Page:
The organisation was among those which refused to sign a ‘code of conduct’ on migrant search and rescue operations in the Mediterranean imposed by the Italian government.
The ship, Iuventa, was escorted by the coastguard to the port of Lampedusa, an island that lies between Sicily and Tunisia.
Two Syrians, who had been transferred to the ship by one of the Italian military units employed in rescue operations, were taken to the island’s reception centre, Ansa reported.
Paolo Monaco, Lampedusa’s port authority chief, said the move was part of “a routine check”.
“It will not lead to any problem,” he was quoted by Ansa as saying.
“We will now control the documents of the whole crew and this morning they will already be able to leave Lampedusa if everything is in order.”
Only three of nine NGOs signed the new protocol on Monday.
Among those who refused was the medical charity Doctors Without Borders (MSF), which said two sticking points prevented it from doing so.
One was the obligation for rescue vessels to operate with an Italian police official on board, and the other was the ban on moving rescued migrants from one aid vessel to another at sea, which complicated missions.
The code, created to address the biggest migrant phenomenon in Europe since World War II, lays down 13 rules Rome insists must be followed to prevent aid groups rescuing migrants from acting as a magnet for human traffickers.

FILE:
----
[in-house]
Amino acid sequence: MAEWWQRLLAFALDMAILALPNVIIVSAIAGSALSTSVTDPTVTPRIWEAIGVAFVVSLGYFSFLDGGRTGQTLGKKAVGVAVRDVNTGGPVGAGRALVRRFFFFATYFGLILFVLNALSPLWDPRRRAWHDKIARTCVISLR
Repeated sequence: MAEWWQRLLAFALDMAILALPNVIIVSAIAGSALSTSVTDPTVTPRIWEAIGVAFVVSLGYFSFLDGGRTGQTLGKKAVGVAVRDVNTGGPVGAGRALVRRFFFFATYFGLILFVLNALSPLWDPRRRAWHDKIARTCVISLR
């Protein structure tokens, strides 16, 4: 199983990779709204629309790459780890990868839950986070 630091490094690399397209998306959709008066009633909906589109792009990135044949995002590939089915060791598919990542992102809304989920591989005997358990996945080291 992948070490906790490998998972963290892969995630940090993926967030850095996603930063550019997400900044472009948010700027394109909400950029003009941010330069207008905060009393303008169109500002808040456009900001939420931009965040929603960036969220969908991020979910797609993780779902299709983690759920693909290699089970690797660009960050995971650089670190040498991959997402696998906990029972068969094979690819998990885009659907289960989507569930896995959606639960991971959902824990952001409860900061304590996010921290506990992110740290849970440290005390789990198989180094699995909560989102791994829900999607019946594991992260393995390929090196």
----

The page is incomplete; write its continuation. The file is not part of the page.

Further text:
But the rules have been widely criticised by the NGOs as making it more difficult for them to save the lives of those attempting the perilous crossing from the shores of crisis-hit Libya to Europe.
The interior ministry said those who “refuse to agree and sign are excluded from the system of sea rescues”.
Titus Molkenbur, a spokesperson for Jugend Rettet, sad on Monday that the privately-funded aid organisation “we would only sign if the new rules made our work more efficient and increased the security of our volunteers.”
The new rules, which have been given a green light by Brussels, forbid NGOs from sailing into Libyan waters unless lives are at risk, or communicating with smugglers – including using lights that could attract traffickers.